Finally, the Court concluded that state bans on same-sex marriage violate the Equal Protection Clause of the Fourteenth Amendment. This clause requires that states treat all individuals equally under the law and prohibits any discrimination on the basis of sex, race, or sexual orientation. By prohibiting same-sex couples from marrying or recognizing their marriages, these states were discriminating against them solely on the basis of sexual orientation, which the court rejected as unconstitutional.

Obergefell v. Hodges was a landmark Supreme Court case that recognized and established marriage equality for same-sex couples throughout the United States. The ruling marked a significant milestone in the struggle for LGBTQ+ rights and was a historic win for advocates and supporters of marriage equality.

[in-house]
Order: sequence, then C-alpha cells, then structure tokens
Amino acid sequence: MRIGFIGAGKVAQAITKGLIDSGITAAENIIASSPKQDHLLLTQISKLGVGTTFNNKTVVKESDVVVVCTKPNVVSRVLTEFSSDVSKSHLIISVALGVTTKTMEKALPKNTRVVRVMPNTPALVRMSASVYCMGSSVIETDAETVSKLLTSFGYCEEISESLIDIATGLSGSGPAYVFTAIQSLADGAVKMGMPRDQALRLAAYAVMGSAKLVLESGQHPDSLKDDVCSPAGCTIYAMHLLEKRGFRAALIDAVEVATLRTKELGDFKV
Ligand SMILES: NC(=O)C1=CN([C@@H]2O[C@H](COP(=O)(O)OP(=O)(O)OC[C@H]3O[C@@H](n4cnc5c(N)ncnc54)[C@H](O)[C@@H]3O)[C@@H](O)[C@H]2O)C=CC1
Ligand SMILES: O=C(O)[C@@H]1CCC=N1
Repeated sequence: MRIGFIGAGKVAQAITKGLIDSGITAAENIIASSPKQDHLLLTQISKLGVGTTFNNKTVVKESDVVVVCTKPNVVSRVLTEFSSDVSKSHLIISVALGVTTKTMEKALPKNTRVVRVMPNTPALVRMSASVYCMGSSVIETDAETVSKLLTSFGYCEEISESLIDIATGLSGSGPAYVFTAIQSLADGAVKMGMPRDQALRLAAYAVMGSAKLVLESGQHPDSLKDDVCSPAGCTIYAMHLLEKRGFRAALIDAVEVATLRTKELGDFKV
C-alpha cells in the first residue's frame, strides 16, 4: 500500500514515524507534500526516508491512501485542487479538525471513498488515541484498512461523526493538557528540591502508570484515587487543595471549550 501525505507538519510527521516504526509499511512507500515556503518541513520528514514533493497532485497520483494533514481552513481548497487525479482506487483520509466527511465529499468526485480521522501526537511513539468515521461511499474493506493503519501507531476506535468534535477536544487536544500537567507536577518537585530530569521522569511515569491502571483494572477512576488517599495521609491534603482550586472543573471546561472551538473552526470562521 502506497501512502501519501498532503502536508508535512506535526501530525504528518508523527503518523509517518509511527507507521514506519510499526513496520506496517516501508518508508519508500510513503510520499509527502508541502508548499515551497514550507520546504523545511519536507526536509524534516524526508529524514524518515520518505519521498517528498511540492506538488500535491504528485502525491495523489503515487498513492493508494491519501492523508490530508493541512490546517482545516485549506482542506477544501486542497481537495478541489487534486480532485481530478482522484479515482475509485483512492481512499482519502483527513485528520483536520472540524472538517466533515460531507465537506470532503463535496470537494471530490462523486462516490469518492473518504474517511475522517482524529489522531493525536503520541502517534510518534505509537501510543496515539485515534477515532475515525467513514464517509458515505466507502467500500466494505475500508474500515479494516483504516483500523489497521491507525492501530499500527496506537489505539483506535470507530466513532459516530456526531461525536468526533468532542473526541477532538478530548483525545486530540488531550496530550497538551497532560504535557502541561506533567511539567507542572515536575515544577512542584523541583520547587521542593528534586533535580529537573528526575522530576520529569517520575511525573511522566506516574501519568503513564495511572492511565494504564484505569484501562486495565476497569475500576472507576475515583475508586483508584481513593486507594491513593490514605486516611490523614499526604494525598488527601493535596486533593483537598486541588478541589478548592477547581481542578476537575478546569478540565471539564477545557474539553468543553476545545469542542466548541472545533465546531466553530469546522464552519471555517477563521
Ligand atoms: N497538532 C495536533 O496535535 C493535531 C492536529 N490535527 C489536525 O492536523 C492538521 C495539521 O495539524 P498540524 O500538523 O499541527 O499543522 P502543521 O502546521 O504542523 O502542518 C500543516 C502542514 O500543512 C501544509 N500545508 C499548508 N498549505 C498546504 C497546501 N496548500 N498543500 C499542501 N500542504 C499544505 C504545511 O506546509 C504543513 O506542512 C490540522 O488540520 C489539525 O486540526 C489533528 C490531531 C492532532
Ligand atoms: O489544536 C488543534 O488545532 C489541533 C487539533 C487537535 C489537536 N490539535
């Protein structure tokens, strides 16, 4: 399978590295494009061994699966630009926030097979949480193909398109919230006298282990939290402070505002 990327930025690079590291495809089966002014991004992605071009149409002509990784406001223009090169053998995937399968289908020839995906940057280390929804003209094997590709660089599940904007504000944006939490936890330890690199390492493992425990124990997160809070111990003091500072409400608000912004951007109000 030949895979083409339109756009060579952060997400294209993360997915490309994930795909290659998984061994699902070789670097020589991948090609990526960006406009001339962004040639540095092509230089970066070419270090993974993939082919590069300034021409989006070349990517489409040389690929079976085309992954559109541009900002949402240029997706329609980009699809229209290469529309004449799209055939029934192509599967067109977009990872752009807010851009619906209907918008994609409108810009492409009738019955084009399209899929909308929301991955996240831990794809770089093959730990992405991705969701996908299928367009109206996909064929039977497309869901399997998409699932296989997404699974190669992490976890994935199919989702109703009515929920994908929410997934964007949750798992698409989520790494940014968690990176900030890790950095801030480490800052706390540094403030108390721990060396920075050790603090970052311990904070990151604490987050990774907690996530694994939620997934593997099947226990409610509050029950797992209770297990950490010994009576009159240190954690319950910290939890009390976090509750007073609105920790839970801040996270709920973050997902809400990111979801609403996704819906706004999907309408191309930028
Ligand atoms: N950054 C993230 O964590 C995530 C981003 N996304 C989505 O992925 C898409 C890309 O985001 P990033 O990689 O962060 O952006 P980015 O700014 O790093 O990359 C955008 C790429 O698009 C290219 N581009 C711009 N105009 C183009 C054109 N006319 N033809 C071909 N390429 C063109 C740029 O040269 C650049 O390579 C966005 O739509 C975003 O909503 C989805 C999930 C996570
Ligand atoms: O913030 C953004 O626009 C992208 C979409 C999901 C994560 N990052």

Did Obergefell apply retroactively?

In 2015, the United States Supreme Court delivered its landmark decision in Obergefell v. Hodges, which held that same-sex couples have the constitutional right to marry and that states cannot ban same-sex marriage. However, the issue of whether Obergefell applied retroactively to couples who married before the decision was not immediately clear.

The question of retroactivity arose because Obergefell effectively overruled the Court’s prior decision in Baker v. Nelson, which had rejected a same-sex couple’s claim that they had a constitutional right to marry. Because Baker had been decided in 1972, long before Obergefell, it was unclear whether same-sex couples who were married before Obergefell could have their marriages legally recognized.